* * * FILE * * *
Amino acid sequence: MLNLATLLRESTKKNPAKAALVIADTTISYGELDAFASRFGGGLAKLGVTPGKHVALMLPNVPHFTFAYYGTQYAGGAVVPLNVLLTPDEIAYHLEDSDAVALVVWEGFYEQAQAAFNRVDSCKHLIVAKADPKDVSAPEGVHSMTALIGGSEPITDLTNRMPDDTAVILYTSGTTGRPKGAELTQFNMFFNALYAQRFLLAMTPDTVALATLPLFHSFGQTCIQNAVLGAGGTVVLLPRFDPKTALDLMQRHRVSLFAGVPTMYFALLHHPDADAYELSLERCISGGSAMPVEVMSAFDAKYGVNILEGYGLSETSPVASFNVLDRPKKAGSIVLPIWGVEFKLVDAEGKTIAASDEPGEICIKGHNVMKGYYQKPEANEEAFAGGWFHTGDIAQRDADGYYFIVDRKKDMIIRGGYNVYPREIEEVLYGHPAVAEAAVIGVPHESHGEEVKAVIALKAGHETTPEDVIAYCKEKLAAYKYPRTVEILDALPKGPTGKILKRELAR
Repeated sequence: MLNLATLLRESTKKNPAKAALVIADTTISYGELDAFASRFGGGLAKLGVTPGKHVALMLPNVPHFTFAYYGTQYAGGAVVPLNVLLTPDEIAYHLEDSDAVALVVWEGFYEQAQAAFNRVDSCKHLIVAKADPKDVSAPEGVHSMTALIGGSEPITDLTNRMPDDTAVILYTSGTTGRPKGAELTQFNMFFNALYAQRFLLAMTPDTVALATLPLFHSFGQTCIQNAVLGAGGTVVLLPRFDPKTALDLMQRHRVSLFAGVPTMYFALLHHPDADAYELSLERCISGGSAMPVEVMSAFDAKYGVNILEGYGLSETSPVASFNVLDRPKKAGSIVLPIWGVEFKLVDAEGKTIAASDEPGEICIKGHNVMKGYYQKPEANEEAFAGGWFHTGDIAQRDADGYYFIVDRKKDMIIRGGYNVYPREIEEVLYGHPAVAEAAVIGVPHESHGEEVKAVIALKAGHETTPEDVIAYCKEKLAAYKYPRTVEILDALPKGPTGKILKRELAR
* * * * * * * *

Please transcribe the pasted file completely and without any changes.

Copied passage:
Amino acid sequence: MLNLATLLRESTKKNPAKAALVIADTTISYGELDAFASRFGGGLAKLGVTPGKHVALMLPNVPHFTFAYYGTQYAGGAVVPLNVLLTPDEIAYHLEDSDAVALVVWEGFYEQAQAAFNRVDSCKHLIVAKADPKDVSAPEGVHSMTALIGGSEPITDLTNRMPDDTAVILYTSGTTGRPKGAELTQFNMFFNALYAQRFLLAMTPDTVALATLPLFHSFGQTCIQNAVLGAGGTVVLLPRFDPKTALDLMQRHRVSLFAGVPTMYFALLHHPDADAYELSLERCISGGSAMPVEVMSAFDAKYGVNILEGYGLSETSPVASFNVLDRPKKAGSIVLPIWGVEFKLVDAEGKTIAASDEPGEICIKGHNVMKGYYQKPEANEEAFAGGWFHTGDIAQRDADGYYFIVDRKKDMIIRGGYNVYPREIEEVLYGHPAVAEAAVIGVPHESHGEEVKAVIALKAGHETTPEDVIAYCKEKLAAYKYPRTVEILDALPKGPTGKILKRELAR
Repeated sequence: MLNLATLLRESTKKNPAKAALVIADTTISYGELDAFASRFGGGLAKLGVTPGKHVALMLPNVPHFTFAYYGTQYAGGAVVPLNVLLTPDEIAYHLEDSDAVALVVWEGFYEQAQAAFNRVDSCKHLIVAKADPKDVSAPEGVHSMTALIGGSEPITDLTNRMPDDTAVILYTSGTTGRPKGAELTQFNMFFNALYAQRFLLAMTPDTVALATLPLFHSFGQTCIQNAVLGAGGTVVLLPRFDPKTALDLMQRHRVSLFAGVPTMYFALLHHPDADAYELSLERCISGGSAMPVEVMSAFDAKYGVNILEGYGLSETSPVASFNVLDRPKKAGSIVLPIWGVEFKLVDAEGKTIAASDEPGEICIKGHNVMKGYYQKPEANEEAFAGGWFHTGDIAQRDADGYYFIVDRKKDMIIRGGYNVYPREIEEVLYGHPAVAEAAVIGVPHESHGEEVKAVIALKAGHETTPEDVIAYCKEKLAAYKYPRTVEILDALPKGPTGKILKRELAR